Nick Foles lost the last championship he played in. There’s no shame in it—a lot of people lost to Southlake’s Carroll High School in the mid-aughts. During the seven years that Todd Dodge was the head coach, the team won four state championships. For a five-season stretch of his run, from 2002 to 2006, the team went 79-1. (They lost the 2003 championship to Katy by one point.) In that 2006 championship game, Foles’s Westlake Chaparrals were the forty-eighth consecutive team to lose to Carroll.

The Austin native will face another dynasty on Sunday when he leads the Philadelphia Eagles against Tom Brady’s New England Patriots. The last half decade of Super Bowl titles have largely pitted a young quarterback up against the twin titans Peyton Manning and Brady. Russell Wilson, Cam Newton, Matt Ryan—all Pro Bowl performers, superstars in their own right—have fought this battle. But Foles, who managed to subvert his path as a career backup after failing to live up to his potential in his first and second chances, wasn’t supposed to be in this position.

Foles isn’t the first backup quarterback to start in a Super Bowl (in fact, once upon a time, Tom Brady did that). He’s not the first one to take over for an established starter who went down to an injury late in the season (Jeff Hostetler won Super Bowl XXV in the same position), or even the first player who was at one point considered a bust to do so (Trent Dilfer, after six mediocre seasons in Tampa, took over quarterback duties for the Ravens midway through the 2000 season). But he’s the first one to look this good while doing it.

Foles relieved injured starter Carson Wentz in week 14, and took over the starting position the next week when it was revealed that Wentz tore his ACL. In that game, against the hapless Giants, he threw four touchdowns, no interceptions, and completed 63 percent of his passes. The following weeks were less impressive, but he’s shined in the playoffs. Against a tough Falcons team, he played mistake-free ball, completing 76 percent of his passes for 246 yards in a 15-10 win. Then, as an underdog against the Vikings, Foles lit up the board, throwing for three touchdowns, no interceptions, and a 78 percent completion rate.

It was a sharp turn from Foles’s career up to that point. After an impressive debut with the Eagles—he thrived in 2013, making a Pro Bowl—he began to struggle. He was sent him to the Rams in exchange for quarterback Sam Bradford—bundled with a second round and fourth round draft pick in the deal (and getting an extra fifth rounder in return)—and he was eventually benched for Case Keenum. He landed back in Philadelphia after a year with the Rams and a year as a backup in Kansas City, signing a two-year deal to back up Wentz.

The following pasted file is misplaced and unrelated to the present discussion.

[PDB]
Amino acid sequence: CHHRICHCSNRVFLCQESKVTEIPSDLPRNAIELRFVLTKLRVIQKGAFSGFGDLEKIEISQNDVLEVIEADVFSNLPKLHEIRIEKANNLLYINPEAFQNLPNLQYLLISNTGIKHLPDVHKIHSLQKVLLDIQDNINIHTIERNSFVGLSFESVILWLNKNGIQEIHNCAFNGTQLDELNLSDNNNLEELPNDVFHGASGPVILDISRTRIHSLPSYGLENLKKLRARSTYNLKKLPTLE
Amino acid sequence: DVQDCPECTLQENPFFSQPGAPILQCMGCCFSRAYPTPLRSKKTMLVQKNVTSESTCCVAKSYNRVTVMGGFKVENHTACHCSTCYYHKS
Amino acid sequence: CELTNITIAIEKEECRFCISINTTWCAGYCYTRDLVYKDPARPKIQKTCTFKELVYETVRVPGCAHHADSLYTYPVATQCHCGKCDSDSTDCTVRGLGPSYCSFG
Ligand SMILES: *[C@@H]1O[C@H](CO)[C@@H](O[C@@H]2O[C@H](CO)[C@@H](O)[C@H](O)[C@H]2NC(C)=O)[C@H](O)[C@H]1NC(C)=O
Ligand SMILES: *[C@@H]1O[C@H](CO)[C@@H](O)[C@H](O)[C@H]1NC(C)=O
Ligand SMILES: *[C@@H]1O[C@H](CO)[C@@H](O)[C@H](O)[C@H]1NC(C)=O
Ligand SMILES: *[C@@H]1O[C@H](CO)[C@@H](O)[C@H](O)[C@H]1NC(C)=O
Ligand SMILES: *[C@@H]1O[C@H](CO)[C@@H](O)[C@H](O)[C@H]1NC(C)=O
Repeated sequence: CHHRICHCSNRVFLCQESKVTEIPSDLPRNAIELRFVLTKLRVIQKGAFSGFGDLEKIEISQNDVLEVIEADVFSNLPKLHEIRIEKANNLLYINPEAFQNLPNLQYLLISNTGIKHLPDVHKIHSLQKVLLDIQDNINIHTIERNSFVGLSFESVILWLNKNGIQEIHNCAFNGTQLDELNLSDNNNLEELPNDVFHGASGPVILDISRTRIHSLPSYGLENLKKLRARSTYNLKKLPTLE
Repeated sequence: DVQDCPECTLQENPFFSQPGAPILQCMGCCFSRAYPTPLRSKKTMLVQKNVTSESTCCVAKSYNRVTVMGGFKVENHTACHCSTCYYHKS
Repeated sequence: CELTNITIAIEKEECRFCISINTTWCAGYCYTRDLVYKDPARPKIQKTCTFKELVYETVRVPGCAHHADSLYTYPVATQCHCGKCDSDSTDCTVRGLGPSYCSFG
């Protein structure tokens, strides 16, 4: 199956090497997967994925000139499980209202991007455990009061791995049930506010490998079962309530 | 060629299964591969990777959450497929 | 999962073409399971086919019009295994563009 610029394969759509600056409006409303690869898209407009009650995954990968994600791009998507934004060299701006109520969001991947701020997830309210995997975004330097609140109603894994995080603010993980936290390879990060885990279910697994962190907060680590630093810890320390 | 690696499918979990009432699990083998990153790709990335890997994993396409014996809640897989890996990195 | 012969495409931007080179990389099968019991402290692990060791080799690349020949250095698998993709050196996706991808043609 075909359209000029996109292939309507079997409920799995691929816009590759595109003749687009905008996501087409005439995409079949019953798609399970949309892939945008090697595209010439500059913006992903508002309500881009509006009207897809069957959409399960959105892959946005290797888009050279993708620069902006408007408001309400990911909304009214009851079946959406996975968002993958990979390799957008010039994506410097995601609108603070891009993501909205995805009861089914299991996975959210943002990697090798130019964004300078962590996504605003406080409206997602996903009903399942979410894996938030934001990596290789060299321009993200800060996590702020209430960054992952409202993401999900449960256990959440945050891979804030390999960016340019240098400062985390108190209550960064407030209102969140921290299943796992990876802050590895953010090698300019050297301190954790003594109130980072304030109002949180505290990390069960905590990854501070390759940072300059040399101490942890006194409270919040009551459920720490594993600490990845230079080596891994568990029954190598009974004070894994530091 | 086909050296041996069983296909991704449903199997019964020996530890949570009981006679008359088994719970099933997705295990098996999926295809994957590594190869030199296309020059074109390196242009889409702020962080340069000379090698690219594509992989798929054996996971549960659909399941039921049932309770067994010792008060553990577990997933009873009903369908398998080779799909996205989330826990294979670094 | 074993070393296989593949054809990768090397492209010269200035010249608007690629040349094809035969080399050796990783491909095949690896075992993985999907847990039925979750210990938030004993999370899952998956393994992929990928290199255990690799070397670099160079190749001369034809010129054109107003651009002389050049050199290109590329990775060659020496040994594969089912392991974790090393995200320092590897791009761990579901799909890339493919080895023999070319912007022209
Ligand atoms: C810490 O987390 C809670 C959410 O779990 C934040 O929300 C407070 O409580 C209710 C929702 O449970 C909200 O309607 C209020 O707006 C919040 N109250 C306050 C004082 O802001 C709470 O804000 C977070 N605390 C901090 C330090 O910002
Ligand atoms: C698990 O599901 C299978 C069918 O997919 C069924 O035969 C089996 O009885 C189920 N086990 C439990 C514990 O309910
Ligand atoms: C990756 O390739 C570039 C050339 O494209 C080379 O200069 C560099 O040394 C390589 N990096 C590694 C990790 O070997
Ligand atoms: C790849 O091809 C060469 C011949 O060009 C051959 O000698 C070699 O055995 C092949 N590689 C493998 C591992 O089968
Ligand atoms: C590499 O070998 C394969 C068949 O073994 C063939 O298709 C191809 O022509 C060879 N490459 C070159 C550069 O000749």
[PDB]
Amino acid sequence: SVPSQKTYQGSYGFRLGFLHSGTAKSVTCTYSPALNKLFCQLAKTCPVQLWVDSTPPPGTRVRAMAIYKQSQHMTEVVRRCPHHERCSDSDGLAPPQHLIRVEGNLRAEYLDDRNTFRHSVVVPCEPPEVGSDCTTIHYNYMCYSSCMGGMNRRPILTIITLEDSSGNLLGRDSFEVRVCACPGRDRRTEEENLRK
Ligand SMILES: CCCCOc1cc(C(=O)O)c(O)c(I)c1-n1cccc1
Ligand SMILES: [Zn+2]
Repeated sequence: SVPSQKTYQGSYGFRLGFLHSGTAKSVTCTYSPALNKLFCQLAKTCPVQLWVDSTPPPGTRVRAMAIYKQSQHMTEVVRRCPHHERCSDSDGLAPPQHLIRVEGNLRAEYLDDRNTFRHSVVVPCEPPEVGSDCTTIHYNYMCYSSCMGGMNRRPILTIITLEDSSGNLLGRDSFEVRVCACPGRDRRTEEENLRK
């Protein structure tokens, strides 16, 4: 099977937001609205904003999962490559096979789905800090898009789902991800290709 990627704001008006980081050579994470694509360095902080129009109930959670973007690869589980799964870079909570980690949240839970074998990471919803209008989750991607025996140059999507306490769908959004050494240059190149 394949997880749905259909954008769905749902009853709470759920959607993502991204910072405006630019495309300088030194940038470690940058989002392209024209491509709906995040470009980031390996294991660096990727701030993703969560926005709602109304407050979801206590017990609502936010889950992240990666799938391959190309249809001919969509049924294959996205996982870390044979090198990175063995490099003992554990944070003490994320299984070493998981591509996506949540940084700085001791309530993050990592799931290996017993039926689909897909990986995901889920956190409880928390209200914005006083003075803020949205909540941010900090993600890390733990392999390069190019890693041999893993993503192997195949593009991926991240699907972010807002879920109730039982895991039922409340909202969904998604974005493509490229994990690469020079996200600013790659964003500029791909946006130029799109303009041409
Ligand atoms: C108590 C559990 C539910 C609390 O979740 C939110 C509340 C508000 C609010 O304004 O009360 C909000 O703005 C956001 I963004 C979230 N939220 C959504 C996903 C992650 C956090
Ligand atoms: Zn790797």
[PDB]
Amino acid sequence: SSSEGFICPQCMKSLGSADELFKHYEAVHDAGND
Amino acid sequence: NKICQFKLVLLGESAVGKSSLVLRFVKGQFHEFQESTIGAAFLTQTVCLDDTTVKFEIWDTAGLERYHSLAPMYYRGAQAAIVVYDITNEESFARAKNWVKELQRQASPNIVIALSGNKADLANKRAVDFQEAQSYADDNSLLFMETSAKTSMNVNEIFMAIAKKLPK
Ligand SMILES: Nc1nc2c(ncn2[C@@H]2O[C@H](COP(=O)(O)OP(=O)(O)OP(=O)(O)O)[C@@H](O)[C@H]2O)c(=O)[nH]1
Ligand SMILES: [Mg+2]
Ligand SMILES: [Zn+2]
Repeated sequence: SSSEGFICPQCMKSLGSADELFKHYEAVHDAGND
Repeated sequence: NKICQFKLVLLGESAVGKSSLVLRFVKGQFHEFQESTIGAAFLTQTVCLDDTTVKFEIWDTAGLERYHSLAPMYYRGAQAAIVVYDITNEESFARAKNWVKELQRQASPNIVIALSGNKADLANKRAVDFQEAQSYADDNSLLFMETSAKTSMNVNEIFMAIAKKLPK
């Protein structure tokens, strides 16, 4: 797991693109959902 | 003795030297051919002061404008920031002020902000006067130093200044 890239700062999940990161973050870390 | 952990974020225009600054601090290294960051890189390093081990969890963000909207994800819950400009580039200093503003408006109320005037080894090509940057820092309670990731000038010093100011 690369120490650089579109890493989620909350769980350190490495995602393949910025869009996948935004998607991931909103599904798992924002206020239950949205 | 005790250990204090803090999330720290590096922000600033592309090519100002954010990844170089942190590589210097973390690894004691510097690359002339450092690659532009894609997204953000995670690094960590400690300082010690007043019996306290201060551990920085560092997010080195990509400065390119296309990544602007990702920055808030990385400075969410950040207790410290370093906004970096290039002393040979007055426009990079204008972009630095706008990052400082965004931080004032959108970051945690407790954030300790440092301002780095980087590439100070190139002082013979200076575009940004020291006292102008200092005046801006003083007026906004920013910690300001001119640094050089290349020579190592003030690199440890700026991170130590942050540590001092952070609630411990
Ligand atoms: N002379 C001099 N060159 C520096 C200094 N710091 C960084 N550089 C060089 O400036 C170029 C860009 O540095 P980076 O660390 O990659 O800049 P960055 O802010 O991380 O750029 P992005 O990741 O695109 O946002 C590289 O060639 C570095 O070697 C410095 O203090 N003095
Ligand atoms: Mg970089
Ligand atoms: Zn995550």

Most of the time, that’s the end of a quarterback’s story—he floundered in the starring role, then took a gig backing up a top draft pick. It seemed that he’d live out his days in the NFL as a locker room guy—Foles might have been good to have around, but no one expected him to lead a team to the Super Bowl.

But Foles has. The Eagles aren’t winning games based solely on the strength of their defense (though it’s impressive). Foles’s arm is the key to the team’s success in the post-season. The legend may go that defense wins championships, but tell that to the Jacksonville Jaguars.

Yet whatever happens on Sunday could still be chalked up to an aberration. Barring an unexpected medical setback for Carson Wentz, Foles could throw for 500 yards and six touchdowns in the Super Bowl, and he still wouldn’t be the Eagles’ starter going into 2018. He may serve as Wentz’s backup for another year, or the Eagles may find a trade partner who values what Foles has showcased in this post-season. There’s never been a quarterback in the Super Bowl whose future was more uncertain, and less in his own hands.

But Foles can use his unique situation to his advantage as he gears up for the Super Bowl. When Joe Flacco won Super Bowl XLVII, his career was at a turning point—all he needed to do to ensure that it turned in his direction was to win. Foles, meanwhile, can embrace his unclear career trajectory to temper the typical pressure that a Super Bowl quarterback faces. Not to mention that he’s already dreamed of life after football. He talked openly about wanting to retire after leaving the Rams, and explained that he “had no love for the game” after his experiences in the early part of his career. Foles had to be coaxed back into the game by Andy Reid, the Kansas City coach who drafted him with the Eagles as a rookie.

Foles’s Super Bowl might be like his high school state championship game for him in more ways than one. He’s taking on a legendary super power in the sport on the big stage. And crucially, like a promising high school player, no matter what happens in this game, it won’t define any lasting legacy. In that sense, for Nick Foles, it really is all just a game.